In this paper, we investigate the challenges of using reinforcement learning agents for question-answering over knowledge graphs for real-world applications. We examine the performance metrics used by state-of-the-art systems and determine that they are inadequate for such settings. More specifically, they do not evaluate the systems correctly for situations when there is no answer available and thus agents optimized for these metrics are poor at modeling confidence. We introduce a simple new performance metric for evaluating question-answering agents that is more representative of practical usage conditions, and optimize for this metric by extending the binary reward structure used in prior work to a ternary reward structure which also rewards an agent for not answering a question rather than giving an incorrect answer. We show that this can drastically improve the precision of answered questions while only not answering a limited number of previously correctly answered questions. Employing a supervised learning strategy using depth-first-search paths to bootstrap the reinforcement learning algorithm further improves performance.
Automated fact verification has been progressing owing to advancements in modeling and availability of large datasets. Due to the nature of the task, it is critical to understand the vulnerabilities of these systems against adversarial instances designed to make them predict incorrectly. We introduce two novel scoring metrics, attack potency and system resilience which take into account the correctness of the adversarial instances, an aspect often ignored in adversarial evaluations. We consider six fact verification systems from the recent Fact Extraction and VERification (FEVER) challenge: the four best-scoring ones and two baselines. We evaluate adversarial instances generated by a recently proposed state-of-the-art method, a paraphrasing method, and rule-based attacks devised for fact verification. We find that our rule-based attacks have higher potency, and that while the rankings among the top systems changed, they exhibited higher resilience than the baselines.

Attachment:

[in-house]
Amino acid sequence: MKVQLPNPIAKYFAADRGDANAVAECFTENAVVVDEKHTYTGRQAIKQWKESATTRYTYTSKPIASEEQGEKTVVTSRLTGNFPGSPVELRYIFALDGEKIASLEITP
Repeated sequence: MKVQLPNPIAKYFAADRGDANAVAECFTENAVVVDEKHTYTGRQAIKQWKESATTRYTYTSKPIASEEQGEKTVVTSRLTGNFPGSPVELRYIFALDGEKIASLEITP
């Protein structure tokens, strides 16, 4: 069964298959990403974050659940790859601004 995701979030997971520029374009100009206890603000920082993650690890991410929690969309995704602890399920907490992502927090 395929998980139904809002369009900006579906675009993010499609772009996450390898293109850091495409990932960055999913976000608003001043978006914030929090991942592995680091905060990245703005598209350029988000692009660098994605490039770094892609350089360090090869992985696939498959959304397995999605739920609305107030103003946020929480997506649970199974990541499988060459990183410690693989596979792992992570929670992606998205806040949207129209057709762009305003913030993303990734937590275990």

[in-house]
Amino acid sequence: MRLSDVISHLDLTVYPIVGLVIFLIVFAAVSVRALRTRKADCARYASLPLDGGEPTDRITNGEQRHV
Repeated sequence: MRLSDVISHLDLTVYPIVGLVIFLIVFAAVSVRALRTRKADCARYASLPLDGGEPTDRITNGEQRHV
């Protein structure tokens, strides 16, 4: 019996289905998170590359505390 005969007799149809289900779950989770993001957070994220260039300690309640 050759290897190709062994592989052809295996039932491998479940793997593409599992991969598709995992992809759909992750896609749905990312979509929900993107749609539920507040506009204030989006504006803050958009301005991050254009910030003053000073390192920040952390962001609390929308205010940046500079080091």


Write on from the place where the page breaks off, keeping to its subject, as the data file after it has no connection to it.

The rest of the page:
Bilinear models such as DistMult and ComplEx are effective methods for knowledge graph (KG) completion. However, they require large batch sizes, which becomes a performance bottleneck when training on large scale datasets due to memory constraints. In this paper we use occurrences of entity-relation pairs in the dataset to construct a joint learning model and to increase the quality of sampled negatives during training. We show on three standard datasets that when these two techniques are combined, they give a significant improvement in performance, especially when the batch size and the number of generated negative examples are low relative to the size of the dataset. We then apply our techniques to a dataset containing 2 million entities and demonstrate that our model outperforms the baseline by 2.8% absolute on hits@1.